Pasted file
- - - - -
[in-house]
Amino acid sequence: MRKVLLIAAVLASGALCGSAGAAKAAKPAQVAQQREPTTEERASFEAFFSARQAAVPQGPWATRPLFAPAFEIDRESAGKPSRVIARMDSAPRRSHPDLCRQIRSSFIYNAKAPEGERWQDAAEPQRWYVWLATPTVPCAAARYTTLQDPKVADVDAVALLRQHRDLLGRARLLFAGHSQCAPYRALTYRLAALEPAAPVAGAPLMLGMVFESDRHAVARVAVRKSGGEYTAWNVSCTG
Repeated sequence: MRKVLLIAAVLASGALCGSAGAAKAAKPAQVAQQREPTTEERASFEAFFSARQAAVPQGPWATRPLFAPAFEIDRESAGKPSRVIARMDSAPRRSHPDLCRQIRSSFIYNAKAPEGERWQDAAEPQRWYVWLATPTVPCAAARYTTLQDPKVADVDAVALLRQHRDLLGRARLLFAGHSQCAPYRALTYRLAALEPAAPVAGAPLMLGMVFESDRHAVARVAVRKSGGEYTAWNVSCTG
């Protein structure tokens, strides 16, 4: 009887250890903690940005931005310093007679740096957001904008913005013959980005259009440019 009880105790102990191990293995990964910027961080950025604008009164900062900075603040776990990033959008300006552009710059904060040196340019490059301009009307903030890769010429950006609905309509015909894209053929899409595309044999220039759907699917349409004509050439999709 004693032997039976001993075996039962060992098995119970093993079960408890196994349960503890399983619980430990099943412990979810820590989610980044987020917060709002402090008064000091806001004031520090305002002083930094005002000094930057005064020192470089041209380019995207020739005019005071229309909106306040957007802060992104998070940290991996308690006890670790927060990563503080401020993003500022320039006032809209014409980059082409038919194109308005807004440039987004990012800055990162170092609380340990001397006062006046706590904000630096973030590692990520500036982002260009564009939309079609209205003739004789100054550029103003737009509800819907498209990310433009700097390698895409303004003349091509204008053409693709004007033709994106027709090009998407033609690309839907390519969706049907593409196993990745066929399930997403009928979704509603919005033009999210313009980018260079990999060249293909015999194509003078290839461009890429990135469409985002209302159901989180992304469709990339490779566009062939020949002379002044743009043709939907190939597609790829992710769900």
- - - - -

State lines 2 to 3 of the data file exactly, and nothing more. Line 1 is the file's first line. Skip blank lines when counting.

Amino acid sequence: MRKVLLIAAVLASGALCGSAGAAKAAKPAQVAQQREPTTEERASFEAFFSARQAAVPQGPWATRPLFAPAFEIDRESAGKPSRVIARMDSAPRRSHPDLCRQIRSSFIYNAKAPEGERWQDAAEPQRWYVWLATPTVPCAAARYTTLQDPKVADVDAVALLRQHRDLLGRARLLFAGHSQCAPYRALTYRLAALEPAAPVAGAPLMLGMVFESDRHAVARVAVRKSGGEYTAWNVSCTG
Repeated sequence: MRKVLLIAAVLASGALCGSAGAAKAAKPAQVAQQREPTTEERASFEAFFSARQAAVPQGPWATRPLFAPAFEIDRESAGKPSRVIARMDSAPRRSHPDLCRQIRSSFIYNAKAPEGERWQDAAEPQRWYVWLATPTVPCAAARYTTLQDPKVADVDAVALLRQHRDLLGRARLLFAGHSQCAPYRALTYRLAALEPAAPVAGAPLMLGMVFESDRHAVARVAVRKSGGEYTAWNVSCTG